There is a tropical system passing over South and Central Florida this weekend (23-25 August 2019). Not very unusual – Florida gets systems like this just about weekly during the summer! But this one does show some signs of organization, and once it moves back out to sea might cross the threshold to become a system officially tracked by the US National Hurricane Center. Before they are “officially” tracked (in other words, with formal 6 hourly public advisories), these systems are called “Investigation Areas” or INVEST areas. It’s not too likely this thing will be strong enough over land to cause problems, and any strengthening shouldn’t happen until after it moves away from the US or Islands.
Right now, this system is called “AL982019”. What does that mean? All tropical systems are given tracking codes in the form BBNNYYYY where BB is the basin, NN is a number code, YYYY is the year. The basin codes are pretty straightforward: AL is the Atlantic, EP is the East Pacific (off of Mexico), CP is the Central Pacific (Hawai’i), WP is the West Pacific (Asia), IO the Indian Ocean, and SH the Southern Hemisphere. The number codes are a little tricky. Numbers 90 and above are reserved for INVEST areas and are reused during the season. This bears repeating:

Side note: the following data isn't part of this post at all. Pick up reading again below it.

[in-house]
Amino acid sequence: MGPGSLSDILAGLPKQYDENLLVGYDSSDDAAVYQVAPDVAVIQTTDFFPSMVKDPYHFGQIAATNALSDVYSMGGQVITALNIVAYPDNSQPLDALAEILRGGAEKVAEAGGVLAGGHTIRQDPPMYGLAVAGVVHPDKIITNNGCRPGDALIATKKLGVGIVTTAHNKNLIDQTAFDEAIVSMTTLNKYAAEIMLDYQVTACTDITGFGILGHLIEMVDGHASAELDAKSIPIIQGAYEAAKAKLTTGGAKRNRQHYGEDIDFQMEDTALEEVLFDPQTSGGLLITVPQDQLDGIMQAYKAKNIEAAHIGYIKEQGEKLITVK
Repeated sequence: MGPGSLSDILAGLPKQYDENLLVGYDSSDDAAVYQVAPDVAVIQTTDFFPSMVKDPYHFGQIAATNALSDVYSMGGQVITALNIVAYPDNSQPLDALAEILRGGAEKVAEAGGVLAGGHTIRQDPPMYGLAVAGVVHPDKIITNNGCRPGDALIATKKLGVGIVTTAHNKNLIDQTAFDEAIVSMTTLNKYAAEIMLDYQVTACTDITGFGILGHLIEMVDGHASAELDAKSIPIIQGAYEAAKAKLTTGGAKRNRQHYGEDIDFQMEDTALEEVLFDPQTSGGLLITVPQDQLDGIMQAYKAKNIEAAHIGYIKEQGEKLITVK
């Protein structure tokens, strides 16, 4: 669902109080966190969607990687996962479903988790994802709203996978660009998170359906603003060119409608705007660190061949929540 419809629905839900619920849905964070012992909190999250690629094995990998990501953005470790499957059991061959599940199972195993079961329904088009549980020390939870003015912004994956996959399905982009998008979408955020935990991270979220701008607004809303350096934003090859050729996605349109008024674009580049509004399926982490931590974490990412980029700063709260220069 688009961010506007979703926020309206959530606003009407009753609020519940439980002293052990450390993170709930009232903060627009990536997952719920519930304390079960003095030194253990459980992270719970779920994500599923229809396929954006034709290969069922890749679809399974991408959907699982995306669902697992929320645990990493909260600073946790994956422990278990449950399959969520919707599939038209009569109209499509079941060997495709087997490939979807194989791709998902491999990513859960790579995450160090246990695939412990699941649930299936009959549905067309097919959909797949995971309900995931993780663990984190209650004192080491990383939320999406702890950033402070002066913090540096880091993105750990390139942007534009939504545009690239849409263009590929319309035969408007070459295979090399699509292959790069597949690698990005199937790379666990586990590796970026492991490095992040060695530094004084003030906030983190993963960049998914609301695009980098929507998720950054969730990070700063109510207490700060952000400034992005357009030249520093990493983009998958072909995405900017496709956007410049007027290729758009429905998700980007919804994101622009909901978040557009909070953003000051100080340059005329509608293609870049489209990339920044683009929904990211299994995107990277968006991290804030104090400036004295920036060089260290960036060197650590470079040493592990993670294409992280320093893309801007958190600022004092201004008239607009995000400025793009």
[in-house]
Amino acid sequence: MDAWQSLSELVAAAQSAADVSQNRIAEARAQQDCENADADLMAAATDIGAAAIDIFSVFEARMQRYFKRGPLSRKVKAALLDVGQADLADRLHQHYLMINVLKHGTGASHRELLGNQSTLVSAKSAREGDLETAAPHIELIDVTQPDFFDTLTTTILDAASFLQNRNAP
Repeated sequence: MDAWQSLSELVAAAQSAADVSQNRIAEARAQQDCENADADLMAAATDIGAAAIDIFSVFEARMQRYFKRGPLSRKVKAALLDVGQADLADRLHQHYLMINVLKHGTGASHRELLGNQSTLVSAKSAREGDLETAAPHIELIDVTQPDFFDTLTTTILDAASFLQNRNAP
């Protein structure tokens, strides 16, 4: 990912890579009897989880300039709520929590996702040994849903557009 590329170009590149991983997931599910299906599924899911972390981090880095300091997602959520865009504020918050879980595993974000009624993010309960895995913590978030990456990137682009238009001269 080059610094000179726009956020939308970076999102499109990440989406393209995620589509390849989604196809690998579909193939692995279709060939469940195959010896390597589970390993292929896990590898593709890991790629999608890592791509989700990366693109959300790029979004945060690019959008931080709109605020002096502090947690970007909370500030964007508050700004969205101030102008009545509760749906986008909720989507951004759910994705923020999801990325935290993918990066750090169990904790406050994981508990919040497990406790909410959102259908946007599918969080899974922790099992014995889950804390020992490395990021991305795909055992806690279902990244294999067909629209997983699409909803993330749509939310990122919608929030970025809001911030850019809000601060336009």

Be careful searching on teh intertubs for invest areas by the codes:
they are re-used during the season!
If the system meets the criteria to become a system with advisories, it is given a “permanent” code, the next in line starting at 01 for each year (January 1st in the Northern Hemisphere. In the Southern Hemisphere, the year starts September 1st of the previous year, so a tropical storm forming off of Australia in November this year might have the code SH032020! ). Note this is different from the name of the storm. The criteria for a storm being “tropical” and being “named” are different! So AL03 may not be the “C” named stormed. In fact, the presently active Chantal is AL04 because there was a previous system that was organized enough to start advisories, but did not meet the criteria to become a “named” storm.
Here’s the track map as of 7am this morning. Some models kill it off, some spin it up after it moves off shore into the Atlantic. NHC is saying 30% chance of it meeting the criteria to be a minimal tropical system in the next two days, and 60% in the next 5. Again, even if it does, this system is not likely to have any significant impacts.